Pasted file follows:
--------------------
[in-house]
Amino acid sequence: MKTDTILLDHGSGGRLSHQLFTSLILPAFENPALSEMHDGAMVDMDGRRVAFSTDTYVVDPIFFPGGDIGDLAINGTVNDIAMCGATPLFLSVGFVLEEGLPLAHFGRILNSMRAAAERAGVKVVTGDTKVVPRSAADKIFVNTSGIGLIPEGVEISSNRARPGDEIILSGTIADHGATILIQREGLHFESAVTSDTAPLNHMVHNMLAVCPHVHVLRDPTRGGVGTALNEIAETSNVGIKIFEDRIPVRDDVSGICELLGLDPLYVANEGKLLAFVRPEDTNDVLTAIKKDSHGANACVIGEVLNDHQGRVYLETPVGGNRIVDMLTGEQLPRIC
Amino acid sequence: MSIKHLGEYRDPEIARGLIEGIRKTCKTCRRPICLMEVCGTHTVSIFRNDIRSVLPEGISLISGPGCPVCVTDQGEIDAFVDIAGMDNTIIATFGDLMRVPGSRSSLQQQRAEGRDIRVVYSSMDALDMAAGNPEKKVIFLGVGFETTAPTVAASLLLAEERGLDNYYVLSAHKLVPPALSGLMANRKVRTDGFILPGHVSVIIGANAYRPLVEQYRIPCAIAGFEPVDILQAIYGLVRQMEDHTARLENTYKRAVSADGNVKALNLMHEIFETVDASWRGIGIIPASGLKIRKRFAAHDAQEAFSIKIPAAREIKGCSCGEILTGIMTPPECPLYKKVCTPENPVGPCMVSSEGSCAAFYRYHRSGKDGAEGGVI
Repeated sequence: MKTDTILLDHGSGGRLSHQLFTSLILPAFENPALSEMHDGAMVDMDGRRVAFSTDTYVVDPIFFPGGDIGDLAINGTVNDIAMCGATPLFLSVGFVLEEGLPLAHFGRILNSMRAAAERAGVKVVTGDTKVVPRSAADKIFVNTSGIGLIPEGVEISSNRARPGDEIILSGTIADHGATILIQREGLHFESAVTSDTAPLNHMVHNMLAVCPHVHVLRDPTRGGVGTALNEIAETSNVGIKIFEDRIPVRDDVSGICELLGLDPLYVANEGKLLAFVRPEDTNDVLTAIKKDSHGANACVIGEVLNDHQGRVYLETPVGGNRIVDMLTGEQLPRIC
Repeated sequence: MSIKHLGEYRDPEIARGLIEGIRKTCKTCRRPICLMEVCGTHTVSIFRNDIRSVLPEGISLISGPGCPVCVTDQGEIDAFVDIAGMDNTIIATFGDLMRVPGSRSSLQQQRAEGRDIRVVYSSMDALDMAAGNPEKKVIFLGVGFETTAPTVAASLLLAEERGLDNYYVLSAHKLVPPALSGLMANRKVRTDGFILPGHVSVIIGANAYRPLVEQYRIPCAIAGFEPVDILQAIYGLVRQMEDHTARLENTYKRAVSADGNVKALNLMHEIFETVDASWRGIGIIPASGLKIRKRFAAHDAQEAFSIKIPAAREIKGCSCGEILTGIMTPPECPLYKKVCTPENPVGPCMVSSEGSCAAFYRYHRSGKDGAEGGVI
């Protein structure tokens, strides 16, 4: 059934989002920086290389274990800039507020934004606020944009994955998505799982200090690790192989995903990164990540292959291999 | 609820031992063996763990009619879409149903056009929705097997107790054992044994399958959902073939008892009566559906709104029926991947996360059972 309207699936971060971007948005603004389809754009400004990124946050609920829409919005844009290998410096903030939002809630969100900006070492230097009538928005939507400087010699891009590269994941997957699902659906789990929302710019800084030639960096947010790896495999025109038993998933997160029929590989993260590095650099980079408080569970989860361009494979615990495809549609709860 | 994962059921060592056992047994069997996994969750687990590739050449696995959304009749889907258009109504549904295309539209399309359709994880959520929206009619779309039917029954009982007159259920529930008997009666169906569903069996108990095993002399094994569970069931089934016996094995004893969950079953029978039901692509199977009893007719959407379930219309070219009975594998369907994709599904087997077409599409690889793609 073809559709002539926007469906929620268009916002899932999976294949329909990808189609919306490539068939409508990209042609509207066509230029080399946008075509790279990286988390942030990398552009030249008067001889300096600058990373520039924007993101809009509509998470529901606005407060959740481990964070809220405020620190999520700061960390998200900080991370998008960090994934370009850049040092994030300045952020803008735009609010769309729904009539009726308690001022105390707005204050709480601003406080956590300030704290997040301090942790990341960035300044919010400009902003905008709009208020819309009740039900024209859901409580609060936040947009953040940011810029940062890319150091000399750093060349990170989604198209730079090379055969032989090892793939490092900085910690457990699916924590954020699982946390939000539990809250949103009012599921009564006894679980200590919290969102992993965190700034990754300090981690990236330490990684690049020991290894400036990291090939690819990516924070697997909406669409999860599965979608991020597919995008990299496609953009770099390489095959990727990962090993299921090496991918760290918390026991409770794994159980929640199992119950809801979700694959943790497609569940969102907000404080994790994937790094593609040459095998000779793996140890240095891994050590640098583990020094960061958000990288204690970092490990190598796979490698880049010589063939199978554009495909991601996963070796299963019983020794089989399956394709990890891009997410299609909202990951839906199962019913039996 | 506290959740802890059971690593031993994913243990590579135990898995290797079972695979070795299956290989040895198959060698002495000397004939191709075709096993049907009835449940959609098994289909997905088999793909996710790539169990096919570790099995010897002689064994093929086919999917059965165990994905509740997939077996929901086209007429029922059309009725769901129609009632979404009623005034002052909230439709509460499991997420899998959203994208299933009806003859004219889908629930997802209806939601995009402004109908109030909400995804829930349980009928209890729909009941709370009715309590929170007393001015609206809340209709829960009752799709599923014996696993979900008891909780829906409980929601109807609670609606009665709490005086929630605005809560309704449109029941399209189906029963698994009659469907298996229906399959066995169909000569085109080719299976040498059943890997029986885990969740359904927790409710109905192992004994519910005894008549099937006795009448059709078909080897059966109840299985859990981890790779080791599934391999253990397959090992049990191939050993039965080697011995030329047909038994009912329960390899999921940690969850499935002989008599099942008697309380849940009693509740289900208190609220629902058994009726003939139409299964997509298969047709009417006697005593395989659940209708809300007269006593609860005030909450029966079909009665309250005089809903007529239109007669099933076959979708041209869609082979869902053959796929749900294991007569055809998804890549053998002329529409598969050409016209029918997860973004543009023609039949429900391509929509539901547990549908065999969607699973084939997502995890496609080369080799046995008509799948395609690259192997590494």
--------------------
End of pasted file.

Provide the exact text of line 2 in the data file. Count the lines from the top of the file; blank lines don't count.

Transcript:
Amino acid sequence: MKTDTILLDHGSGGRLSHQLFTSLILPAFENPALSEMHDGAMVDMDGRRVAFSTDTYVVDPIFFPGGDIGDLAINGTVNDIAMCGATPLFLSVGFVLEEGLPLAHFGRILNSMRAAAERAGVKVVTGDTKVVPRSAADKIFVNTSGIGLIPEGVEISSNRARPGDEIILSGTIADHGATILIQREGLHFESAVTSDTAPLNHMVHNMLAVCPHVHVLRDPTRGGVGTALNEIAETSNVGIKIFEDRIPVRDDVSGICELLGLDPLYVANEGKLLAFVRPEDTNDVLTAIKKDSHGANACVIGEVLNDHQGRVYLETPVGGNRIVDMLTGEQLPRIC